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Power points

Getting to grips with the array of power supply offerings is daunting task but the independent watchdog energywatch currently lists 12 accredited price comparison websites and these sites will tell you precisely: “You could save £X with supplier Y.”

Financial advisers are faced with a similar predicament with an increasingly large number of investment funds.

The IMA classification system covers around 2,000 funds across 30 sectors and this represents less than half of the funds registered for sale in the UK.

A solution for many advisers is to outsource investment management and fund research through the use of multi-manager funds. The IMA indicates there is £33.3bn under management in funds of funds and this has been increasing at an average rate of 22 per cent a year.

Data from Lipper indicates that over a third of the current universe of unfettered fund of funds was launched in the last three years. This growth has resulted in suggestions that multi-manager funds should be classified separately from the wider universe of funds.

Making comparisons from a shorter list might be easier but it loses sight of the investor’s primary objective, principally to maximise the potential level of return they can achieve for the associated risks.

The IMA classification system enables multi-manager and single-manager funds in each sector to be compared on performance, and that is how it should be. We pride ourselves on offering strong consistent outperformance at T Bailey and are happy to be compared with single-manager funds.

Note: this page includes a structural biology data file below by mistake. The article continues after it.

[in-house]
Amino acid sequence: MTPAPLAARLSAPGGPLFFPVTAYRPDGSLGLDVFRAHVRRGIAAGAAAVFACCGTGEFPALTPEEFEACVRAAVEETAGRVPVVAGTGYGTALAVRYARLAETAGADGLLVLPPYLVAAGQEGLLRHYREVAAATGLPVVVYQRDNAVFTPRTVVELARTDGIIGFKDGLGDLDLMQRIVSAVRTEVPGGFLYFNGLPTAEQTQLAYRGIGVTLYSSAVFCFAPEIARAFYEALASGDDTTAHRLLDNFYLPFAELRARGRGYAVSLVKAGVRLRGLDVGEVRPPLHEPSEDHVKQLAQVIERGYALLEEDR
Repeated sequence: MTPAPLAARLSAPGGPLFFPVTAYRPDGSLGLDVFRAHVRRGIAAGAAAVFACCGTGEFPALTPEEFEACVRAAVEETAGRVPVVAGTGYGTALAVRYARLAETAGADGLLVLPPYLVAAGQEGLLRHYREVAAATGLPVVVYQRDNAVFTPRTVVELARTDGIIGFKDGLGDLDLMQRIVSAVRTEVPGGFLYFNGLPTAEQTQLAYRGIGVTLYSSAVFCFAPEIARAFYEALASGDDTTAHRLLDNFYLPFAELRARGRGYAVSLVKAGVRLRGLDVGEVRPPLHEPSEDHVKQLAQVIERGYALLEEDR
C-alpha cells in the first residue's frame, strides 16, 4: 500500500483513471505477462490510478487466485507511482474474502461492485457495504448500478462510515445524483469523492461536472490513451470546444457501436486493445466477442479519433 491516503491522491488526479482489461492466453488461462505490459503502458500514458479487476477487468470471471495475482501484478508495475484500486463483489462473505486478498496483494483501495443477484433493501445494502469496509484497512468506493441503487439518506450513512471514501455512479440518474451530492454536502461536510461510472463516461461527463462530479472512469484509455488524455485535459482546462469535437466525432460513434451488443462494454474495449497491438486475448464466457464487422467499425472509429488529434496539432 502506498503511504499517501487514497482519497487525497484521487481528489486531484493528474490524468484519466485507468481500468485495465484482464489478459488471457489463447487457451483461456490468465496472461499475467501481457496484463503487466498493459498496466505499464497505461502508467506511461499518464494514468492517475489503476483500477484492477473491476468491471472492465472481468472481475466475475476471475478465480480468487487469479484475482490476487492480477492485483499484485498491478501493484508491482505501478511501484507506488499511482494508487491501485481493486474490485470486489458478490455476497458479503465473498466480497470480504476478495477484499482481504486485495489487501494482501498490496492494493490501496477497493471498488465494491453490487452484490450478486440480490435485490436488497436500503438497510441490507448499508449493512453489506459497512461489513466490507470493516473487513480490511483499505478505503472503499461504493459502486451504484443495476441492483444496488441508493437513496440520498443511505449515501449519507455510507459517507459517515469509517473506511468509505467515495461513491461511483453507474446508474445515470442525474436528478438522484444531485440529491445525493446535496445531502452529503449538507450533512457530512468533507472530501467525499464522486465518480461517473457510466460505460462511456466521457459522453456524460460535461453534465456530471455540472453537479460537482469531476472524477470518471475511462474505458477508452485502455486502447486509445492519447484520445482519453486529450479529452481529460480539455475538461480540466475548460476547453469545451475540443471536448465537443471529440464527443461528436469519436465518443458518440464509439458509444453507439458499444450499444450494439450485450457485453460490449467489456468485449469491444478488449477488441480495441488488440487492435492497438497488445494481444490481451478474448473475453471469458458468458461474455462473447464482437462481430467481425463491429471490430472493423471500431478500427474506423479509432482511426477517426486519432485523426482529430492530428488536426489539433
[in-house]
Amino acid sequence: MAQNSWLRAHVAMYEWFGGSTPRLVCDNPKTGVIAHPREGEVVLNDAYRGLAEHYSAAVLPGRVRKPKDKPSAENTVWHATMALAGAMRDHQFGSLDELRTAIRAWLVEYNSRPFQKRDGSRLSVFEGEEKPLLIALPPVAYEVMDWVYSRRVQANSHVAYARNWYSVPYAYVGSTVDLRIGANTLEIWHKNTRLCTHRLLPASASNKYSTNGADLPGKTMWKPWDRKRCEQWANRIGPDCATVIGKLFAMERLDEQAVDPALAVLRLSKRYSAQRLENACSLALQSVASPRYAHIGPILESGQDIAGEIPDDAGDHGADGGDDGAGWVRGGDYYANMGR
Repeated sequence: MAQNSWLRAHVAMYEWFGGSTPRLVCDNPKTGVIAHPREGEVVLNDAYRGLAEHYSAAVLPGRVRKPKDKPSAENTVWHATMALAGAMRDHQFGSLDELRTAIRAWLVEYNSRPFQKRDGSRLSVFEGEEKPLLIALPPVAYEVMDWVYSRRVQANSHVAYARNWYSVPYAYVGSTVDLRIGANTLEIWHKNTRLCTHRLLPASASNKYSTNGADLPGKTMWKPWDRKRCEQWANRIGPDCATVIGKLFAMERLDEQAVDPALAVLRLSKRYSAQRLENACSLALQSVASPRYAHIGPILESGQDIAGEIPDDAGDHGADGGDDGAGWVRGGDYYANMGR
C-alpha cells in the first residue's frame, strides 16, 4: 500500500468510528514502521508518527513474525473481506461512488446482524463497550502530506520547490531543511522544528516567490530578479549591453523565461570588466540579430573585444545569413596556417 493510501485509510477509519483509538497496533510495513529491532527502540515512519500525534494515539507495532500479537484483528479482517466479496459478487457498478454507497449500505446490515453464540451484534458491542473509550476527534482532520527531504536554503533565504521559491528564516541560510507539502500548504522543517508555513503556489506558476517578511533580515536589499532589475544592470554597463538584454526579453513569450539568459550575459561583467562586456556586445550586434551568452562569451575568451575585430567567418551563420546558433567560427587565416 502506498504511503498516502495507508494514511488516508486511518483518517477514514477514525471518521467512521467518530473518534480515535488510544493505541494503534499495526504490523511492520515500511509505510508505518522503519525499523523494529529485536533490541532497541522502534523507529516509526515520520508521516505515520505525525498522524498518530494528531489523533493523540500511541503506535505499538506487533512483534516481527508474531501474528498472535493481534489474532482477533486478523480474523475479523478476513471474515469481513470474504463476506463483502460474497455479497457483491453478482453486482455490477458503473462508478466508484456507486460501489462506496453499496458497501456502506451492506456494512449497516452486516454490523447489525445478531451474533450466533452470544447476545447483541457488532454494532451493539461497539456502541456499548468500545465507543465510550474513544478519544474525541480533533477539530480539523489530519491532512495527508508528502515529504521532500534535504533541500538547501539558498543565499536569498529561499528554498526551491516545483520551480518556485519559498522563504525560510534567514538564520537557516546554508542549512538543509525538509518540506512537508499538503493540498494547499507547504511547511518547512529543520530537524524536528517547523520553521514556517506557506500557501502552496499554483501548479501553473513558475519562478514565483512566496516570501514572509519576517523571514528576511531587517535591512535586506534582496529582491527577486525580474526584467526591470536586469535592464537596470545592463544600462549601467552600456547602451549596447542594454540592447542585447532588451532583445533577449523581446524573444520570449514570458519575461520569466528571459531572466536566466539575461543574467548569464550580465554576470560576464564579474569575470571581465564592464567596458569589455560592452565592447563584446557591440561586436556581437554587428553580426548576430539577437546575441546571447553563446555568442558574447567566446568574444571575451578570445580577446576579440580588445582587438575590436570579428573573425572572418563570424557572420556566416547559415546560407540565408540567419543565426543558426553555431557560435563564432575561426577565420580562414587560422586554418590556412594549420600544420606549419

Where change could be helpful is in the sector definitions themselves to offer better comparisons of funds with similar investment objectives. At present, in the IMA cautious managed sector, for instance, some funds take full advantage of the 60 per cent maximum equity exposure limit of the sector’s definition. Others report equity exposures of around 20 per cent. Refinement is needed here.

Given that the objective of a fund takes precedence over its structure, comparison across multi-manager and single-manager funds remains meaningful. Multi-managers must continue to show they are meeting their investment objectives. Separating fund classifications according to structure does not help to this end and could even penalise investors who may struggle to see the performance benefits frequently to be gained from holding multi-manager over single-manager funds with similar objectives.

Elliot Farley is fund of funds manager at T Bailey


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